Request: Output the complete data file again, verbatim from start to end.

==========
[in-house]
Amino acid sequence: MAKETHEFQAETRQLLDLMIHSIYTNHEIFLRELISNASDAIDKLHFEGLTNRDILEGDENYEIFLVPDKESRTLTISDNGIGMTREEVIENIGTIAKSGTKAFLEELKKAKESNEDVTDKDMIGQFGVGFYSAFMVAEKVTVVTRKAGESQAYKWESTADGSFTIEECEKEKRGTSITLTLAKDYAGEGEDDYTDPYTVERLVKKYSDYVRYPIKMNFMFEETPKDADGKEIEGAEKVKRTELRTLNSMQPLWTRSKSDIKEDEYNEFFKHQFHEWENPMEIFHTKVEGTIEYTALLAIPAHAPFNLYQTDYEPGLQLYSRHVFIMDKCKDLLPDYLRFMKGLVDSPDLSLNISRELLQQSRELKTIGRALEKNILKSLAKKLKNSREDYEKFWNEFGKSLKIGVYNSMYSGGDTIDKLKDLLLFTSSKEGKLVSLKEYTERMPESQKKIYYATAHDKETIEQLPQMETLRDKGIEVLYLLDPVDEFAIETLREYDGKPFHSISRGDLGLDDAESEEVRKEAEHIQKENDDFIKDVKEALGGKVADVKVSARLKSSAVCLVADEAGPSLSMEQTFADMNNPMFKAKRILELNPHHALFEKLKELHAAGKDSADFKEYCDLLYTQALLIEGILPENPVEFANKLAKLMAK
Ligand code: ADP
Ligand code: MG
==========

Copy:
[in-house]
Amino acid sequence: MAKETHEFQAETRQLLDLMIHSIYTNHEIFLRELISNASDAIDKLHFEGLTNRDILEGDENYEIFLVPDKESRTLTISDNGIGMTREEVIENIGTIAKSGTKAFLEELKKAKESNEDVTDKDMIGQFGVGFYSAFMVAEKVTVVTRKAGESQAYKWESTADGSFTIEECEKEKRGTSITLTLAKDYAGEGEDDYTDPYTVERLVKKYSDYVRYPIKMNFMFEETPKDADGKEIEGAEKVKRTELRTLNSMQPLWTRSKSDIKEDEYNEFFKHQFHEWENPMEIFHTKVEGTIEYTALLAIPAHAPFNLYQTDYEPGLQLYSRHVFIMDKCKDLLPDYLRFMKGLVDSPDLSLNISRELLQQSRELKTIGRALEKNILKSLAKKLKNSREDYEKFWNEFGKSLKIGVYNSMYSGGDTIDKLKDLLLFTSSKEGKLVSLKEYTERMPESQKKIYYATAHDKETIEQLPQMETLRDKGIEVLYLLDPVDEFAIETLREYDGKPFHSISRGDLGLDDAESEEVRKEAEHIQKENDDFIKDVKEALGGKVADVKVSARLKSSAVCLVADEAGPSLSMEQTFADMNNPMFKAKRILELNPHHALFEKLKELHAAGKDSADFKEYCDLLYTQALLIEGILPENPVEFANKLAKLMAK
Ligand code: ADP
Ligand code: MG